How to help? We deeply believe that there is no single answer to this question. Since the task before us is huge, we will obviously need all kinds of efforts: small scale or large scale, individual or collective, concerning all topics. If you believe in carbon reporting, here are a few things we think can help.

Around our project

We welcome all good wills, and in particular the following profiles (and others of course). Please get in touch via GitHub, Twitter or by email (see bottom of page).

  • As a social networks fan. Let us know which companies or public organizations are communicating about their commitments to the environment or the climate. We will be happy to compare these statements with their published (or unpublished) track records and respond to them. We believe both in name and shame and in small awards for virtuous organisations.
  • As a lawyer or legal expert, help us in our efforts. We are looking for legal means of urging public or private organisations to comply with their obligations, and to force the state services responsible for monitoring the application of the law and inflicting sanctions to do so in practice.
  • As a developer or a data-scientist, help us with this website. We have a large backlog of both data pre-processing tasks to build a reliable worldwide database of carbon reports and software engineering tasks to build a better website. Please get in touch so we can find a task that suits you well.
  • As an engineer or a scientist, read and audit some detailed reports. Choose a company or an organization that suits you and dig into their carbon reports. Challenge their hypotheses, their methods. Ask them questions about how they took into account sources of emissions you can think of but don't find in their report. Inform-us of your findings, as we might wish to develop a carbon reporting review section.

In your everyday life

You can also take action on a daily basis, by adapting your habits or by getting those around you to think about it.

  • As a consumer, spend your money wisely. Look up your favorite companies and brands in our database to find out whether they are serious about carbon reporting and emission reductions or not. Challenge them on social networks. Debunk their green-washing statements. On the contrary, praise brands achieving outstanding results in this direction.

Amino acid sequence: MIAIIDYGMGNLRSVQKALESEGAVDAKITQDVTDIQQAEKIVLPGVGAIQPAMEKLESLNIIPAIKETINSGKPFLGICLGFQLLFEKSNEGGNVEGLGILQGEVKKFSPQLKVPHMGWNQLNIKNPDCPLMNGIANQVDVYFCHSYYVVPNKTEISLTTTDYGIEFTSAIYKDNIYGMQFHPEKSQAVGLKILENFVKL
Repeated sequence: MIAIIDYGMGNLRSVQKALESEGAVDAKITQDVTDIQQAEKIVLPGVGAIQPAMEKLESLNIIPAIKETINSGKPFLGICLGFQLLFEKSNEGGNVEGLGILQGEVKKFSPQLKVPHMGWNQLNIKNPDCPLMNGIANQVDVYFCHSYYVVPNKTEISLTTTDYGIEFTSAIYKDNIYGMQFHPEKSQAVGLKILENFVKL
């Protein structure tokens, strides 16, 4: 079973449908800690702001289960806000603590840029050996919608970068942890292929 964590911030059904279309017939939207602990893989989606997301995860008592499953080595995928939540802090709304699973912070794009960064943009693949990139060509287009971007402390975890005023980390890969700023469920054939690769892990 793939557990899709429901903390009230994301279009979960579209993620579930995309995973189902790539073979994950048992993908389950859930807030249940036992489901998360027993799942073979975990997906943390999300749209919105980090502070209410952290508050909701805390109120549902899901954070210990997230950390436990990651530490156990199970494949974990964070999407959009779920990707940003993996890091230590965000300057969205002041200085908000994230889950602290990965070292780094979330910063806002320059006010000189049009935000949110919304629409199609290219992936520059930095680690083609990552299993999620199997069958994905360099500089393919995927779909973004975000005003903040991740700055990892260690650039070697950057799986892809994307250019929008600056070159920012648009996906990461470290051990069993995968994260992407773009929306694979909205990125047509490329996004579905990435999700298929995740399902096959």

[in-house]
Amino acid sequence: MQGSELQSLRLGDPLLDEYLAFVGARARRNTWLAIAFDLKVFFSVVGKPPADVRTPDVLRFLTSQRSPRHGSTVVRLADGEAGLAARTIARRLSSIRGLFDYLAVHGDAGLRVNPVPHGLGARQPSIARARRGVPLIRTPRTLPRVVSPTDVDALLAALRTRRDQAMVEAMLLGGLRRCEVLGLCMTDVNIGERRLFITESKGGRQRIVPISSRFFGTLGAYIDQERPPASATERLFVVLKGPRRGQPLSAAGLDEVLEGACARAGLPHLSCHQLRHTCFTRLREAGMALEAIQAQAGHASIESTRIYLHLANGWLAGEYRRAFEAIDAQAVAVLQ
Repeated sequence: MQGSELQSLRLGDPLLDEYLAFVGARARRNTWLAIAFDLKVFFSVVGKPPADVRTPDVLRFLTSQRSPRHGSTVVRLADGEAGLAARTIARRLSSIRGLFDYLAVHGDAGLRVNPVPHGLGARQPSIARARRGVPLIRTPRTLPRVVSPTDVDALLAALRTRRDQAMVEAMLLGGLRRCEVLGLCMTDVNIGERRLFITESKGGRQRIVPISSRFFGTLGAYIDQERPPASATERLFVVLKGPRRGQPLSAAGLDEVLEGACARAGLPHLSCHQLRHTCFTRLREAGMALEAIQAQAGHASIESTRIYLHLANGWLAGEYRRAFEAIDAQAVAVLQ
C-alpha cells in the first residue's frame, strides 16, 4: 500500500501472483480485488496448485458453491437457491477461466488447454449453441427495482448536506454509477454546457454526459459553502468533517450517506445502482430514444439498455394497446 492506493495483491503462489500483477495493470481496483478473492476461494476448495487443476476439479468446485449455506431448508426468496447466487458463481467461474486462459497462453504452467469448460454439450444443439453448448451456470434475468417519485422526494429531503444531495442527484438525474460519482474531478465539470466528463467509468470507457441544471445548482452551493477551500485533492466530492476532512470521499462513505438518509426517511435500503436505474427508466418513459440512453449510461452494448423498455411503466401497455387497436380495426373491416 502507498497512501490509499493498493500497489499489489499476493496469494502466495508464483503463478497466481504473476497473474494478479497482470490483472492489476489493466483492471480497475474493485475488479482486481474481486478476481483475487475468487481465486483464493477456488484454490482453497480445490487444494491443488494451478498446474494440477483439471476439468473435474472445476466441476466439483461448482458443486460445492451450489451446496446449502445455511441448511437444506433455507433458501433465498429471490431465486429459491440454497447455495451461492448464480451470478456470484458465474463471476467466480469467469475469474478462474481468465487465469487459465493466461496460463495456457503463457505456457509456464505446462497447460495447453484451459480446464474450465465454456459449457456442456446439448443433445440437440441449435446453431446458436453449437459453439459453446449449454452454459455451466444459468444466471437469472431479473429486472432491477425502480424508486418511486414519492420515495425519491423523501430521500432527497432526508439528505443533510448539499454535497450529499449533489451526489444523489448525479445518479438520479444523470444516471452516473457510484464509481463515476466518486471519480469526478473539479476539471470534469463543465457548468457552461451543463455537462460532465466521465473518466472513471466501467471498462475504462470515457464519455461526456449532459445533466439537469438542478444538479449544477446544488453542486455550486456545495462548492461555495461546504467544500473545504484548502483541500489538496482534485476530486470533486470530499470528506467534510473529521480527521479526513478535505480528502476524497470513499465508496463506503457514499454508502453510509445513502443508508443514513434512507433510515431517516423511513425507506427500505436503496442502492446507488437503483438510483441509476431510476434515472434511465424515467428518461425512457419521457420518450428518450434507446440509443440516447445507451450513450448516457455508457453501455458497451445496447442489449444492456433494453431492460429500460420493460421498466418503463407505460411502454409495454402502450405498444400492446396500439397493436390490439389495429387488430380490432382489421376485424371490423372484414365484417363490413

• As a citizen, ask your representatives to vote for stronger regulations. Recall them what is at stake. To be efficient, a regulation should require yearly reporting, concern a well defined list of entities, define the scopes to be taken into account, and all the reporting data (including reduction targets) should be made publicly available. An enforcement mechanism should also be in place. Don't settle for less and watch out for setbacks.
  • As an employee, ask your employer to report its emissions and commit to reductions. If you work for a medium-sized company or public organization, chances are that they are not yet performing a yearly emission report. If carbon reporting is not mandatory in your country or for your organization, try to insist on the benefits of a voluntary reporting. If your employer is already performing assessments on a regular basis (which is often the case for large companies), try to convince them to pledge strong reduction statements.
  • As an organization leader, take strong actions. Perform frequent and full-scope reporting. Commit to absolute value engagements: even if the per product or per money emissions of your company decay, the atmosphere doesn't care if in the meantime your business doubled. Aim for significant reductions (a decay rate of 5% per year is needed if everybody starts right now).